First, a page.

Saturday, September 5, 2009
US Citizen Involved in Pro-Gaza March Barred from Entering Egypt
American citizen barred from entering Egypt
Thursday 03 September 2009
By Joseph Mayton
It had already been a whirlwind few days for Travis Randall as his plane landed at Cairo International Airport on Tuesday evening around 9 pm. He was looking forward to the return to Egypt, his home for the better part of the past three years working at Enigma magazine and then as a consultant for USAID.
By Wednesday the 27-year-old American found himself deported on a flight back to London. The time spent between his arrival and departure was shocking for Randal who was back in Cairo to follow-up on potential interest in a television series idea he was working on.
Randall sent a text message to this reporter, a friend, at 9:36 pm saying that he believed he was about to be interrogated at the airport and asked what he should do.
He then spent the next few hours being taken from one room to another, he said, until he was informed that he was not to be allowed into the country and must book himself immediately back to London -- Randall had arrived in Cairo on the return leg of his round-trip ticket bought before leaving Egypt earlier this summer.
The Egyptian Twittersphere was closely monitoring the situation, tweeting news on Randall’s situation, as it became known. Mohamed Maree, a blogger based in Mahalla, questioned if the American was not being held due to his taking part in the February Free Gaza march earlier this year.
This was the solidarity with Gaza march that resulted in German-Egyptian blogger Philip Rizk being arrested and jailed for four days. It sparked widespread outrage here in Egypt and abroad. Although Randall was not arrested at the time, his participation seems to have prompted Egyptian officials to put his name on “the list" at the airport.
Randall himself said later in the evening Tuesday that the customs officer had told him he is on a “list" and had to move to a security zone where he would be questioned.
“The officers are not telling me why I am sitting here and one guy even said he doesn’t know what is happening," Randall said shortly before getting the order to return to London.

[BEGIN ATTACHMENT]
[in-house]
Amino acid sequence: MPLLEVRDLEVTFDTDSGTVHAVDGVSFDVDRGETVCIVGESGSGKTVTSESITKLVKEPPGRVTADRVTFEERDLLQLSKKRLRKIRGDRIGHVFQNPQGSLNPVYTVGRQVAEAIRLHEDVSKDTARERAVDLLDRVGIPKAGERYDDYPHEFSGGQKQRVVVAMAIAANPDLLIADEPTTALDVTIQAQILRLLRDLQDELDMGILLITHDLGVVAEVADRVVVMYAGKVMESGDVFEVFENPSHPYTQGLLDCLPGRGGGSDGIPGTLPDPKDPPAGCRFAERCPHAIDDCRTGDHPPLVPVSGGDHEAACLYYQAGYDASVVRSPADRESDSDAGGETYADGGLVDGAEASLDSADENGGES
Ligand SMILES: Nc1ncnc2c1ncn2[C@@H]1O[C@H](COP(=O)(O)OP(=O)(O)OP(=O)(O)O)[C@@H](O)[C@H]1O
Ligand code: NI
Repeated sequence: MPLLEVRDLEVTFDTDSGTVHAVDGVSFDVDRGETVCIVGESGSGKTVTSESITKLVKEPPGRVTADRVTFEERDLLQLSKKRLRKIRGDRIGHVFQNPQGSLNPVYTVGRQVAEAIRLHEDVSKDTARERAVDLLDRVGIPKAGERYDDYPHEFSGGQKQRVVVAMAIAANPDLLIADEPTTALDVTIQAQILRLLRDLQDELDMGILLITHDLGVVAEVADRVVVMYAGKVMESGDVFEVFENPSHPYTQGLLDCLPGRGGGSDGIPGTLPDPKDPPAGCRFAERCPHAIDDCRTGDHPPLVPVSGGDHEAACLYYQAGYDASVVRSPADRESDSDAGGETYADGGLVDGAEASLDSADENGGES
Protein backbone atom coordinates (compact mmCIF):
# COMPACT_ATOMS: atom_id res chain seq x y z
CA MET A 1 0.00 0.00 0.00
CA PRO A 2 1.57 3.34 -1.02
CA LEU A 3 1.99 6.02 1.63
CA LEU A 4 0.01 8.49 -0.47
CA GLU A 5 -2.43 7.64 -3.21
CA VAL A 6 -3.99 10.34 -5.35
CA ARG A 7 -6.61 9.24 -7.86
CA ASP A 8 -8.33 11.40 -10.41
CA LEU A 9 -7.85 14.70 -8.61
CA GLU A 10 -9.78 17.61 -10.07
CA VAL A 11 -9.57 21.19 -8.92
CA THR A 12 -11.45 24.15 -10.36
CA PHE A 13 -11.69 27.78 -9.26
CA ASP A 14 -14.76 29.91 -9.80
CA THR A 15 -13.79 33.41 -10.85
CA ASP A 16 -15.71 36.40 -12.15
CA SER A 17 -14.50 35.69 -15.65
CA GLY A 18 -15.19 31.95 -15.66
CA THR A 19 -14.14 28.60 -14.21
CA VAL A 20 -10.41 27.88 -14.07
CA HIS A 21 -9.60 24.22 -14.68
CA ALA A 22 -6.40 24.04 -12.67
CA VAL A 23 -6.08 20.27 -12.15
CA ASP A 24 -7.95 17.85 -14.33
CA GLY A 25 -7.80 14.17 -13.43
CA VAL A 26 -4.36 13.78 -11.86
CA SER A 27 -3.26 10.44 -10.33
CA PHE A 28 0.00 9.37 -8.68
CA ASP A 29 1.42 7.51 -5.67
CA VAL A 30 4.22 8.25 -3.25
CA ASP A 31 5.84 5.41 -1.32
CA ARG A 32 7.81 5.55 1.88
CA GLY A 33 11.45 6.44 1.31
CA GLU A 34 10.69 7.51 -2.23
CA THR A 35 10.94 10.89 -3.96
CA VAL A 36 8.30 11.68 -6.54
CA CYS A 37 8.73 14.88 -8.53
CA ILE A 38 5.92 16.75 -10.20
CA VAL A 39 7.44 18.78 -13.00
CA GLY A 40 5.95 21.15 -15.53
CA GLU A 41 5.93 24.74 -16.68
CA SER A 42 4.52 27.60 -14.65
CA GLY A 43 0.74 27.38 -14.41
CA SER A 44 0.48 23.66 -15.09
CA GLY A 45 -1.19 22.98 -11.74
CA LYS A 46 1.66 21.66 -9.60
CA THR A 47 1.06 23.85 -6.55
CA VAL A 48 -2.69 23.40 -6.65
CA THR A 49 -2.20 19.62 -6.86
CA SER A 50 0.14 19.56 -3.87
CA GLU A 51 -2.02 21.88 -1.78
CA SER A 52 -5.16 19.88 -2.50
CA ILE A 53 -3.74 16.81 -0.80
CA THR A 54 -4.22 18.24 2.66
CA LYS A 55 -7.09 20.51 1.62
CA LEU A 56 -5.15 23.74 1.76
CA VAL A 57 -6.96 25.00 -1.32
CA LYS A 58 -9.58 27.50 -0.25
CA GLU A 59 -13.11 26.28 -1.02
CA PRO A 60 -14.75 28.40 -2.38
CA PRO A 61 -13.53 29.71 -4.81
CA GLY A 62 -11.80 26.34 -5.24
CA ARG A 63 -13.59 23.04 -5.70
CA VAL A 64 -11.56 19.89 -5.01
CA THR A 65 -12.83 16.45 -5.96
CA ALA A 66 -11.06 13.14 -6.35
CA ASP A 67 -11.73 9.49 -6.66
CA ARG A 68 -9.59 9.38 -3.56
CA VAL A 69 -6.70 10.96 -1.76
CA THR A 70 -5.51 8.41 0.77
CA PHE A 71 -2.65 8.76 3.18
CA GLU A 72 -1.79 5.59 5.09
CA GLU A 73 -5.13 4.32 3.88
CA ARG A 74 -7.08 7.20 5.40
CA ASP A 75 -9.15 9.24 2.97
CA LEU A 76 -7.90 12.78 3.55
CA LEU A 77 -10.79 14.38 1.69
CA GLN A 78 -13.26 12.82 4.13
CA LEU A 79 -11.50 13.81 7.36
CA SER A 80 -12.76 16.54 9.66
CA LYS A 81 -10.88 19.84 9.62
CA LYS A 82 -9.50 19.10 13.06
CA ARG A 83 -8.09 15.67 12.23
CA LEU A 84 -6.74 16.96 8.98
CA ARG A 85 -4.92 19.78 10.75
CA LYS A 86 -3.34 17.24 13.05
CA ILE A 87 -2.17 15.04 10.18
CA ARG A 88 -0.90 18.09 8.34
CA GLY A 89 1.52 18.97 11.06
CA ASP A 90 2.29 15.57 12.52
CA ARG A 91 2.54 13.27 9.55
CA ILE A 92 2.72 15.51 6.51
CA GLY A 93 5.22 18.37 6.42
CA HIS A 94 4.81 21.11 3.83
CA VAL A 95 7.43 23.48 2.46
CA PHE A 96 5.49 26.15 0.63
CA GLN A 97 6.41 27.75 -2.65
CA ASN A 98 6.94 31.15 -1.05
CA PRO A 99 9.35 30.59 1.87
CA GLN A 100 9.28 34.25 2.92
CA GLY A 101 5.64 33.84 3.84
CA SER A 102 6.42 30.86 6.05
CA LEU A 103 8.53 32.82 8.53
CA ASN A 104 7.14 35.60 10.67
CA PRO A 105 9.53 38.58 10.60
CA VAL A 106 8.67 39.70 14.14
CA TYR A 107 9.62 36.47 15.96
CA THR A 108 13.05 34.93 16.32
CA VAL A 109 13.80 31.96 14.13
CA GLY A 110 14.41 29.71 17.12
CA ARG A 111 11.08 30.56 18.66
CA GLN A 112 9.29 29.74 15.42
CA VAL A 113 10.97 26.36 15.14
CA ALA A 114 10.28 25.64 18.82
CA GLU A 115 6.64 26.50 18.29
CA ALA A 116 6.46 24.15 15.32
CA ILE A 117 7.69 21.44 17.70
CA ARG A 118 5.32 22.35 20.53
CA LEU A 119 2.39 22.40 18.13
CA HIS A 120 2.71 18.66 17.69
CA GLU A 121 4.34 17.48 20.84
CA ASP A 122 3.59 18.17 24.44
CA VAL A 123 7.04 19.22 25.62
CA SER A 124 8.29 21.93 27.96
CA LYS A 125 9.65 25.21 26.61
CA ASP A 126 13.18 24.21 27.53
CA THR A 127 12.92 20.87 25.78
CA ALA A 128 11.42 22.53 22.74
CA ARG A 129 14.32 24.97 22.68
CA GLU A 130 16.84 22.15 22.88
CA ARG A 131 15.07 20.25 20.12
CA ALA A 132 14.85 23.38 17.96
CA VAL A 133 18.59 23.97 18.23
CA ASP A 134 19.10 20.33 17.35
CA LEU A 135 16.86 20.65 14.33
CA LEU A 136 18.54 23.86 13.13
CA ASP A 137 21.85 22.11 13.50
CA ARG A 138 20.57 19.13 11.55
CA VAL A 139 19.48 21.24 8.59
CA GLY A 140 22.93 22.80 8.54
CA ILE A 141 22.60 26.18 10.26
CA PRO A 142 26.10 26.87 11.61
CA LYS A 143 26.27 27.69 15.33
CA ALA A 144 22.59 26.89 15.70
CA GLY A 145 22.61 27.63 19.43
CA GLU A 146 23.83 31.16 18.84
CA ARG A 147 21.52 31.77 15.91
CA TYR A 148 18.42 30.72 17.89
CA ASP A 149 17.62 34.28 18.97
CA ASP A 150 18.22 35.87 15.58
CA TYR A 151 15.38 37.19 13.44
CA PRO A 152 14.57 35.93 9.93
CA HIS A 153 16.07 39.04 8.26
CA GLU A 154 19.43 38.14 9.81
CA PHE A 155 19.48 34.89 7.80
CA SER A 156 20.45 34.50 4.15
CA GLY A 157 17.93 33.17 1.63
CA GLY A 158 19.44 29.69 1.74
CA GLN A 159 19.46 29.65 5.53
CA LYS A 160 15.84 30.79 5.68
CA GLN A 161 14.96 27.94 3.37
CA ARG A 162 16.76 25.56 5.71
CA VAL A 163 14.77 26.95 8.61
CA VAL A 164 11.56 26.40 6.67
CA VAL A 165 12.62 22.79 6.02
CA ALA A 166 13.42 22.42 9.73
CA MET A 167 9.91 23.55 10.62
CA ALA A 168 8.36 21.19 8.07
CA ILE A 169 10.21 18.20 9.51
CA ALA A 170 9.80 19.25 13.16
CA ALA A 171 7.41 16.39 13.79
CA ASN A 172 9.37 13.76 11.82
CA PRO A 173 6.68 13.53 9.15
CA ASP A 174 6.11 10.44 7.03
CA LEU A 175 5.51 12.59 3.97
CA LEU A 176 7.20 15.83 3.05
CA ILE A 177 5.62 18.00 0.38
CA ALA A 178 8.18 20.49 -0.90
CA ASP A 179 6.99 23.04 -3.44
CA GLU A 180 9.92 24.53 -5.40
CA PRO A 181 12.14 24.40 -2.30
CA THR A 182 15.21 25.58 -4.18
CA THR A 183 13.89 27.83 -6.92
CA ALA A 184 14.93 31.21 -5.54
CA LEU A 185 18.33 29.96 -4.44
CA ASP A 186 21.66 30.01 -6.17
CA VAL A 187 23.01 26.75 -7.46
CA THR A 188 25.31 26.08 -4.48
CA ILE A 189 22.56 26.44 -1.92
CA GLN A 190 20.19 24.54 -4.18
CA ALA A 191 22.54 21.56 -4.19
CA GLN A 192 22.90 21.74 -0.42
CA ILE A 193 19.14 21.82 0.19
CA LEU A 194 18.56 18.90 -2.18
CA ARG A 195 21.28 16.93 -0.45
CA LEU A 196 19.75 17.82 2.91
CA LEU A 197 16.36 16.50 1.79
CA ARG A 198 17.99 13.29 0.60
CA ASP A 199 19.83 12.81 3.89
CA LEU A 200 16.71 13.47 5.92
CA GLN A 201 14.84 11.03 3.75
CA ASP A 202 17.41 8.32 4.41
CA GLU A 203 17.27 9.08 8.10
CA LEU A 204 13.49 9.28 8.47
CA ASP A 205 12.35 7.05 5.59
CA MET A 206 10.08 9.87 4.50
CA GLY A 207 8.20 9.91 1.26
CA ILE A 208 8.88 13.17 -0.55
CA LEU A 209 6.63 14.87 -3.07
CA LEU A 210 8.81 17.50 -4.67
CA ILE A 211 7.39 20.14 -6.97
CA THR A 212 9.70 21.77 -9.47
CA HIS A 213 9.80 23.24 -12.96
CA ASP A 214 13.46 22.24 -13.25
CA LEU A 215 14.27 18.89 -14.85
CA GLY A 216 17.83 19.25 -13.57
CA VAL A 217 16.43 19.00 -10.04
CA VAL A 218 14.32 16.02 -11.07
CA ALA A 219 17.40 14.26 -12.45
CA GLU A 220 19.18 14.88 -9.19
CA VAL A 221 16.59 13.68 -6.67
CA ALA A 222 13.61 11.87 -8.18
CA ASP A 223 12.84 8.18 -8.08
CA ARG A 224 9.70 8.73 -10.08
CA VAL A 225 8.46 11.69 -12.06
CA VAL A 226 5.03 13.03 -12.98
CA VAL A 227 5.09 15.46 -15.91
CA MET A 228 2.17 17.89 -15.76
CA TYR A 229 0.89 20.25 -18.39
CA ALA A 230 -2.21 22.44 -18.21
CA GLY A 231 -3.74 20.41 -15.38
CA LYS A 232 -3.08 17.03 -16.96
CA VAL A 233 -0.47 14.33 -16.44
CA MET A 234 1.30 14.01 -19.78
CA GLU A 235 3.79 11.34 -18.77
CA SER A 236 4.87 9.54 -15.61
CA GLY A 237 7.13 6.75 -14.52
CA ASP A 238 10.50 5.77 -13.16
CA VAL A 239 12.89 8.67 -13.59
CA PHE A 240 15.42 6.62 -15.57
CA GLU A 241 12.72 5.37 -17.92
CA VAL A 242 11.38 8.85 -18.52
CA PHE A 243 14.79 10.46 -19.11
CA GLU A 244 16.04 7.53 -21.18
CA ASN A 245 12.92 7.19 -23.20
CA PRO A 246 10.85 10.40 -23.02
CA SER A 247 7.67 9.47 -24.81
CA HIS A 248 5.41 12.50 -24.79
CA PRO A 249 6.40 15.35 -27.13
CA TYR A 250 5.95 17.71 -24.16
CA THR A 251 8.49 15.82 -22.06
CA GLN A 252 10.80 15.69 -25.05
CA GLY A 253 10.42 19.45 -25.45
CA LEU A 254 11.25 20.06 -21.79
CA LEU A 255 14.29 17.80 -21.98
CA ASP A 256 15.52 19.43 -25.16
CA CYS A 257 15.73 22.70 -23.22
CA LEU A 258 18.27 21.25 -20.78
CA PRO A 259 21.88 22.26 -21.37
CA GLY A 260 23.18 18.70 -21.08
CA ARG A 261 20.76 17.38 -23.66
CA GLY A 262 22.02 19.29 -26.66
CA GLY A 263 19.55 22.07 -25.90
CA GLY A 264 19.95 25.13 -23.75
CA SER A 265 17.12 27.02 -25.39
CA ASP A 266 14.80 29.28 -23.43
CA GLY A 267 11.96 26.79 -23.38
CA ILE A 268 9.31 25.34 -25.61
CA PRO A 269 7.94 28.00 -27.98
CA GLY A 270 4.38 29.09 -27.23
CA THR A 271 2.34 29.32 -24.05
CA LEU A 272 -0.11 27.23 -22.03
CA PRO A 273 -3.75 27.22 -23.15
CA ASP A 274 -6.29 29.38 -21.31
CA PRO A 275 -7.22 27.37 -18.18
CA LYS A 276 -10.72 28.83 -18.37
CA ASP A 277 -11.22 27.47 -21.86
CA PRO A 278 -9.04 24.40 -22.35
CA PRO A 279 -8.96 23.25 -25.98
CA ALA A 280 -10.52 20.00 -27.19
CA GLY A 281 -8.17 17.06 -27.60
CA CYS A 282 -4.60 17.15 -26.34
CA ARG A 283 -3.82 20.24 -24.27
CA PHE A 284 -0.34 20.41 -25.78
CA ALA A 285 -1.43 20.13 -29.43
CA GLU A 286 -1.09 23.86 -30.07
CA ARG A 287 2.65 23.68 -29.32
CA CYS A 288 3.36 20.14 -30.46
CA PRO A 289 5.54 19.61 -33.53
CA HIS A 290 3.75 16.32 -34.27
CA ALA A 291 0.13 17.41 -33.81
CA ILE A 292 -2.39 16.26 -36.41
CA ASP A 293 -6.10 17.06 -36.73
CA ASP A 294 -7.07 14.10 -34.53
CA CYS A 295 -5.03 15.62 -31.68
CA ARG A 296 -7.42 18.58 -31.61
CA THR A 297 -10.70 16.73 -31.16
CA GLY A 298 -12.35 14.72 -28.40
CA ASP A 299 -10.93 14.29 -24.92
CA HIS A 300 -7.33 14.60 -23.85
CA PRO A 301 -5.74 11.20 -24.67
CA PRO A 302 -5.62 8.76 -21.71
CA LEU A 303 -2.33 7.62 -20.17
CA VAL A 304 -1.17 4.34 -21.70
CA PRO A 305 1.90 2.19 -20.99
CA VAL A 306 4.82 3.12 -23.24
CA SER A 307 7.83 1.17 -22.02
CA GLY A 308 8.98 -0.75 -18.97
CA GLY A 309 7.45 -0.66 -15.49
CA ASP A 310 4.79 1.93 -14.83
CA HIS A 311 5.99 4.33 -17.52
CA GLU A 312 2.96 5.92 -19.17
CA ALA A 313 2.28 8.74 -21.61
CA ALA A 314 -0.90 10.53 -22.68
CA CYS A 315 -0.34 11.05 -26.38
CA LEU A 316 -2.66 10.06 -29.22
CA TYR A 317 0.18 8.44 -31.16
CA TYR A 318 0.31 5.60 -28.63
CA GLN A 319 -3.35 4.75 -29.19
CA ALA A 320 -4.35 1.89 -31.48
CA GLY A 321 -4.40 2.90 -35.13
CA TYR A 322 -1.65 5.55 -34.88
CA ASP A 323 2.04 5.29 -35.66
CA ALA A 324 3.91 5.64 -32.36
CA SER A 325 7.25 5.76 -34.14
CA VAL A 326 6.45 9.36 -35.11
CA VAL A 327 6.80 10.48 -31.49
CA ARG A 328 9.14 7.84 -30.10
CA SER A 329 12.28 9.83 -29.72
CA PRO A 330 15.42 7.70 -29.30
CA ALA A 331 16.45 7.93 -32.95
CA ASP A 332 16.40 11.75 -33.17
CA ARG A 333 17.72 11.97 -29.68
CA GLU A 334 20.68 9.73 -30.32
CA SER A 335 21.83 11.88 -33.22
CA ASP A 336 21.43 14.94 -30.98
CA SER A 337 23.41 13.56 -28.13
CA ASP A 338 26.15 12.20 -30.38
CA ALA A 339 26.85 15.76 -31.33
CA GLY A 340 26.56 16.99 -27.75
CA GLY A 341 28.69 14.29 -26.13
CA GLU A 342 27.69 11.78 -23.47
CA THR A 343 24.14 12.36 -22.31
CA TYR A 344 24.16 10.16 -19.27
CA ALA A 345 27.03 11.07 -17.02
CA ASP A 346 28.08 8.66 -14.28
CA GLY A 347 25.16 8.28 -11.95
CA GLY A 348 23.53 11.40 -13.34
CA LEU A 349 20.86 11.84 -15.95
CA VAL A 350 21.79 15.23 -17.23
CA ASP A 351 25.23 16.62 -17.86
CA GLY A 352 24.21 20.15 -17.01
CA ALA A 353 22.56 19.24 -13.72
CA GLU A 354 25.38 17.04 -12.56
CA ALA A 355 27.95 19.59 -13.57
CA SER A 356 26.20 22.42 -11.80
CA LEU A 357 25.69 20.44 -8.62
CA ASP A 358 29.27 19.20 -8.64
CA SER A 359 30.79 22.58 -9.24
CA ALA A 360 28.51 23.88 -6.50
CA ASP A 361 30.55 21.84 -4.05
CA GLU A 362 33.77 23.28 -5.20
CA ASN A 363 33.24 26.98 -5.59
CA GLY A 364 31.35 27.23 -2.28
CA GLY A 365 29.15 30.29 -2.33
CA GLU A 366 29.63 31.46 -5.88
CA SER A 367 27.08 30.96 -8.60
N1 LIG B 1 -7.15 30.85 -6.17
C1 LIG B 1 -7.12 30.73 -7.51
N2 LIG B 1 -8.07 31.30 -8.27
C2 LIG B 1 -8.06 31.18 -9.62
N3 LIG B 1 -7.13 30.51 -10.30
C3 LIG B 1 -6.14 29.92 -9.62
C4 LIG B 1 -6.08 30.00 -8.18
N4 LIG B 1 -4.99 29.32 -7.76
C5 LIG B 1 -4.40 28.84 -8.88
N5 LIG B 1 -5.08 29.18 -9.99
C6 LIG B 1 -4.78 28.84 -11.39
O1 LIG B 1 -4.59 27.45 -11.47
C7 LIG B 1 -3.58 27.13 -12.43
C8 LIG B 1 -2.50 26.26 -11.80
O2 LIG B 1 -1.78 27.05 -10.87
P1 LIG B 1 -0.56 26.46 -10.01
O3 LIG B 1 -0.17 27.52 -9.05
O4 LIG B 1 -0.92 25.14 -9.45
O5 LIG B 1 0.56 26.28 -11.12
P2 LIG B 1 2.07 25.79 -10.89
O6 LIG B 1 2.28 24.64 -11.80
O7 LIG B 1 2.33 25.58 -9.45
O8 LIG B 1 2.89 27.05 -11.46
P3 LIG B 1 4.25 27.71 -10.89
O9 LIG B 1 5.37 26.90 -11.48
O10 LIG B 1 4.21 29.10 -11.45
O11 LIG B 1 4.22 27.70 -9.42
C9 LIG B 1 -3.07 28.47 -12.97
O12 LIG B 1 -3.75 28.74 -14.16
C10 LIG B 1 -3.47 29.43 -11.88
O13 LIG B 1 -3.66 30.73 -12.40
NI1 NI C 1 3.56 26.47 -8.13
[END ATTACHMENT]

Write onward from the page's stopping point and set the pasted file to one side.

The American Embassy in Cairo has also received a massive amount of criticism from the Twittersphere over the handling of the situation. One American tweeted that “the embassy refuses to intervene in these situations and it is crap."
Upon receiving orders from security, Randall says he contacted the Embassy, where an official told him “there is nothing I can do. You have to follow the rules."
No American official was sent to the airport and no intervention was made on behalf of the American citizen, who had his computer and laptop confiscated at around 2:00 am. The Embassy, in conversations early Wednesday morning and again in the afternoon, said they were “following what was happening" but could not comment to “non-family members."
Following the dissemination of Randall’s deportation, the Embassy and American President Barack Obama became the topic of discussion for activists and observers in the country. One tweet from the US read “will my president do anything or will this be a nothing situation like always."
A number of other twitterers, including likened Randall’s situation to James Buck – the American photographer detained briefly in 2008, during the massive Mahalla workers strikes in the Delta. In Buck’s case the American Embassy only sent him cell phone credit.
“I'm sad about what happened and concerned for Travis. It's distressing to have your life's plans changed for you for no logical reason," a friend added in frustration.
Randall’s family and girlfriend have confirmed that he arrived safely in London.